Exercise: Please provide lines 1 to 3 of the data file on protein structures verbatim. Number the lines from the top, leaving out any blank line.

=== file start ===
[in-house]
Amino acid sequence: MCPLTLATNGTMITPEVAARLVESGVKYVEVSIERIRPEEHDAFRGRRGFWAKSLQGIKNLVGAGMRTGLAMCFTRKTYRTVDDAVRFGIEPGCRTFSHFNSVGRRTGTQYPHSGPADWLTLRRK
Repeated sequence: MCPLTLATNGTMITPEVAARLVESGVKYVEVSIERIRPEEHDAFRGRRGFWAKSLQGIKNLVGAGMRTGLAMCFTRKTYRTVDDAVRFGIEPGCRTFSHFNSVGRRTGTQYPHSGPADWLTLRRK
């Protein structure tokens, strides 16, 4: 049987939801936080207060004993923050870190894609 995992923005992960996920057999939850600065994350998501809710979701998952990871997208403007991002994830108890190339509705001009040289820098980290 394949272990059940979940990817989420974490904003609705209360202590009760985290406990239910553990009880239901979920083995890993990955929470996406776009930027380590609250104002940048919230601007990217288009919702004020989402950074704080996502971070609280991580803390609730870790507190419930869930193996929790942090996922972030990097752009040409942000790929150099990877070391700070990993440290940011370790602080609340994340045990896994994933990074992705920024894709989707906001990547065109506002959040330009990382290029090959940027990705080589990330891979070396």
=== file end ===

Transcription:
[in-house]
Amino acid sequence: MCPLTLATNGTMITPEVAARLVESGVKYVEVSIERIRPEEHDAFRGRRGFWAKSLQGIKNLVGAGMRTGLAMCFTRKTYRTVDDAVRFGIEPGCRTFSHFNSVGRRTGTQYPHSGPADWLTLRRK
Repeated sequence: MCPLTLATNGTMITPEVAARLVESGVKYVEVSIERIRPEEHDAFRGRRGFWAKSLQGIKNLVGAGMRTGLAMCFTRKTYRTVDDAVRFGIEPGCRTFSHFNSVGRRTGTQYPHSGPADWLTLRRK